$13.22 (each) for his thoughts at Brink’s…

All those ambitious junior executives of America who aspire to become chairman or CEO should really set their sights a little higher — to retired executive and honored senior adviser, also known as “consultant.”

Granted, being chief something-or-other pays better, but it surely involves more work in return, to judge from the consulting agreement snared by Frank T. Lennon. He’s currently vice president and chief administrative officer of armored-car and cash-logistics company Brink’s (BCO), but that’s only for a few more days. He’s scheduled to retire on September 1.

His agreement, filed with an 8-K after 4 p.m. on Friday — solidly in Friday night dump territory — funnels Lennon $27,500 a month (that’s $330,000 a year) through the end of 2013, plus a partial bonus and up to $15,000 in Medigap coverage for himself and his spouse.

Technically, Lennon made more by working: His total compensation last year was $1.3 million, including nearly $661,000 of it in cash. But we’re pretty sure he had to work full time for that. By contrast, under his new consulting agreement, to quote that document,

“the parties reasonably anticipate that the level of bona fide services performed by Consultant will be no more than twenty percent (20%) of the average level of bona fide services performed by him as an employee…”

In other words, he’ll be working a fifth as hard — meaning his $330,000-a-year consulting stipend is more or less the equivalent of $1.65 million on a full-time basis. And that’s based on a maximum workload of 20%. He very well could work less, the way the contract is phrased, which would push his annualized income into the stratosphere.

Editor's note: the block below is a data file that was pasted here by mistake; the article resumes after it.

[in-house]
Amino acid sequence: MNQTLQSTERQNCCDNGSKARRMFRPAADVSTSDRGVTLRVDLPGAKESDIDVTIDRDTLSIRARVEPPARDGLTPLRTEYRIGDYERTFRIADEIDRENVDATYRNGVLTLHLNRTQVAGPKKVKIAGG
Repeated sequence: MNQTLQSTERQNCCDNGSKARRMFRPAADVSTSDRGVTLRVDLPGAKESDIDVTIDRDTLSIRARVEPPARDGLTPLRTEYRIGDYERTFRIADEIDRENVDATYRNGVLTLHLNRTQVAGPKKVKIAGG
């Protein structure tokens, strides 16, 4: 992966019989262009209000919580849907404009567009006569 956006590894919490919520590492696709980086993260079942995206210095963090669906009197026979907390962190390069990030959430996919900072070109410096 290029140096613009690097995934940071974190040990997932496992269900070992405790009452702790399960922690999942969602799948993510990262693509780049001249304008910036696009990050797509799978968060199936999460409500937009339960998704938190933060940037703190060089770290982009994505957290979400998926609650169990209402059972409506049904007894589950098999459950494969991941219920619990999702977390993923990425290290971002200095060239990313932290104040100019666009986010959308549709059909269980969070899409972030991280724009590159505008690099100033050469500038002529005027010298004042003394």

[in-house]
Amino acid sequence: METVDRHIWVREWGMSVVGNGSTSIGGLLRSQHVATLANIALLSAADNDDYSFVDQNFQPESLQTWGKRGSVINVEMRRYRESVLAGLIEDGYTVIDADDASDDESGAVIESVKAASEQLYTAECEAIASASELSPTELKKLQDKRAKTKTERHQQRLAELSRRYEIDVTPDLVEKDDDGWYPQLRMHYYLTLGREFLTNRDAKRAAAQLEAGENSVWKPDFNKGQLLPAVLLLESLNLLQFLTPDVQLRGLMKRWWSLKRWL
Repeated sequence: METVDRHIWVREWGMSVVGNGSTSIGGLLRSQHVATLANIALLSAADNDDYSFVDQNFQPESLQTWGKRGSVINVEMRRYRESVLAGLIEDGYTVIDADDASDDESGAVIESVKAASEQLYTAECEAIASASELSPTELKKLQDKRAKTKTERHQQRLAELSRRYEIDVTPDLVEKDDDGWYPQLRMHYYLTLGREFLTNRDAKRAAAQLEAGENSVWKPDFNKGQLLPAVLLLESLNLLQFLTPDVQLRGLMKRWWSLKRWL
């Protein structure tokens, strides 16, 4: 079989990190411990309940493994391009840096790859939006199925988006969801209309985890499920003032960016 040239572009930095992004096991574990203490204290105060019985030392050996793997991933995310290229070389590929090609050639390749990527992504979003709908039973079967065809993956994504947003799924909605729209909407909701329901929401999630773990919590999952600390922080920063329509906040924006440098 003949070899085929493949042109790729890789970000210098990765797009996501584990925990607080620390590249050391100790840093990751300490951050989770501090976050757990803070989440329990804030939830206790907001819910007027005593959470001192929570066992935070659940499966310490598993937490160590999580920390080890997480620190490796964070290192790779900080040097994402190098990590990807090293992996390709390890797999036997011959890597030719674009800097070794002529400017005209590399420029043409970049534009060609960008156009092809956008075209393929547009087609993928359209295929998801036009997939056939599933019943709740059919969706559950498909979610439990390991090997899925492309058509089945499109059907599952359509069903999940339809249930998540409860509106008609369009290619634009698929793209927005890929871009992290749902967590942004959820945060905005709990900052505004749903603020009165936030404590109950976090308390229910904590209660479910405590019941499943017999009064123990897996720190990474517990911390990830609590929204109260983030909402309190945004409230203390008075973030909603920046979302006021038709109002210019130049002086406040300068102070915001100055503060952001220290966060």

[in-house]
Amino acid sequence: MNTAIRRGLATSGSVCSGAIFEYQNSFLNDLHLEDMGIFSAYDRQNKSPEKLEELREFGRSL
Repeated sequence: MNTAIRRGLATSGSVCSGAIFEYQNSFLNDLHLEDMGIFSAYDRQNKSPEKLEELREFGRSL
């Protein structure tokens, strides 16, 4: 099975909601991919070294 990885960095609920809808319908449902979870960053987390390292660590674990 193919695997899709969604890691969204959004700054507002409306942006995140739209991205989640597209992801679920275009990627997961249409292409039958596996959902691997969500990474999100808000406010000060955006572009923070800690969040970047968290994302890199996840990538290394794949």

Presumably, Brink’s considers Lennon’s advice as golden as his consulting agreement. To put a value on that, we made the assumption that it takes at least a solid minute to have a thought worth sharing with anyone — especially if you’re getting paid for it.

At that rate, Brink’s is paying Lennon a minimum of $13.22 a thought (a nice premium over the usual penny), or $793.27 an hour. Again, this assumes he works the maximum allowed under his agreement. If he works less — or if it takes him longer than a minute to come up with advice worth sharing — his time and advice would seem to be worth still more to Brink’s.

So, future MBAs of America: Sure, get a job, mark your time in the c-suite with a stiff upper lip while you must (everyone has to pay some dues, after all). But keep your eye firmly on the prize: Your post-retirement consulting agreement.

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